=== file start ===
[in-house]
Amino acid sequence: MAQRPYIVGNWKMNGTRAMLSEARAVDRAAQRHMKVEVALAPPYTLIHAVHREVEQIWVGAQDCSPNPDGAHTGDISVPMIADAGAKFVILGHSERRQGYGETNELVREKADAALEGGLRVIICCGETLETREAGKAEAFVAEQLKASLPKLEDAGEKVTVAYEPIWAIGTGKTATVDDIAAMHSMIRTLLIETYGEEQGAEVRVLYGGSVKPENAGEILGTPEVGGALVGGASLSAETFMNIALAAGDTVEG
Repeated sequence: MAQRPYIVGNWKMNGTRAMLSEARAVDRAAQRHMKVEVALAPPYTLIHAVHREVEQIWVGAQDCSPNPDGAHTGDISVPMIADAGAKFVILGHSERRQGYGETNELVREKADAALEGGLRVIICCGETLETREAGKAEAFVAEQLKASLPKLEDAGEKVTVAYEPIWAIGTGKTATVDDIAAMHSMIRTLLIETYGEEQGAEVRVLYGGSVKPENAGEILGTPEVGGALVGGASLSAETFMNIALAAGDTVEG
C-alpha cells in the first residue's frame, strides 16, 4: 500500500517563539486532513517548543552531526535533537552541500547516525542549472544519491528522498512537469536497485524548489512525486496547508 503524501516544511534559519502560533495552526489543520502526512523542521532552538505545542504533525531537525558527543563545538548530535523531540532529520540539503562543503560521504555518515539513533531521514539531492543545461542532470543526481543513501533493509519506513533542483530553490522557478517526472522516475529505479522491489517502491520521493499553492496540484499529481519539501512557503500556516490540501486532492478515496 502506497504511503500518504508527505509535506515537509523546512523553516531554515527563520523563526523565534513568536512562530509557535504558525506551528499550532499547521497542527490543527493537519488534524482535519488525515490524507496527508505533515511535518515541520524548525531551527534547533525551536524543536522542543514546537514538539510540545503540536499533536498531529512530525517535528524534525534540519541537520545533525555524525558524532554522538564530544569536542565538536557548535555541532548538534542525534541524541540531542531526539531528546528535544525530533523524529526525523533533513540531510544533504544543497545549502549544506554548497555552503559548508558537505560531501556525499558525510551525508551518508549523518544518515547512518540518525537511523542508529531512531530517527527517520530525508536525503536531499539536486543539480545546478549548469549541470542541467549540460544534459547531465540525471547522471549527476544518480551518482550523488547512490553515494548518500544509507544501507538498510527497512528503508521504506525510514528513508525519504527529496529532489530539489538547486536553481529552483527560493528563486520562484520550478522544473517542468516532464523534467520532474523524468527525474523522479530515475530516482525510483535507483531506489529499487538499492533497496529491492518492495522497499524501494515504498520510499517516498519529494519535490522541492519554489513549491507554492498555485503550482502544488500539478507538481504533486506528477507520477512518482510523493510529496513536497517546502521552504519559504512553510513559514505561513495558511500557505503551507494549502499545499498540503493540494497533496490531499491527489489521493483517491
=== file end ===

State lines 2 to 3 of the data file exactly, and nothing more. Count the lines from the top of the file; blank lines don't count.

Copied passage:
Amino acid sequence: MAQRPYIVGNWKMNGTRAMLSEARAVDRAAQRHMKVEVALAPPYTLIHAVHREVEQIWVGAQDCSPNPDGAHTGDISVPMIADAGAKFVILGHSERRQGYGETNELVREKADAALEGGLRVIICCGETLETREAGKAEAFVAEQLKASLPKLEDAGEKVTVAYEPIWAIGTGKTATVDDIAAMHSMIRTLLIETYGEEQGAEVRVLYGGSVKPENAGEILGTPEVGGALVGGASLSAETFMNIALAAGDTVEG
Repeated sequence: MAQRPYIVGNWKMNGTRAMLSEARAVDRAAQRHMKVEVALAPPYTLIHAVHREVEQIWVGAQDCSPNPDGAHTGDISVPMIADAGAKFVILGHSERRQGYGETNELVREKADAALEGGLRVIICCGETLETREAGKAEAFVAEQLKASLPKLEDAGEKVTVAYEPIWAIGTGKTATVDDIAAMHSMIRTLLIETYGEEQGAEVRVLYGGSVKPENAGEILGTPEVGGALVGGASLSAETFMNIALAAGDTVEG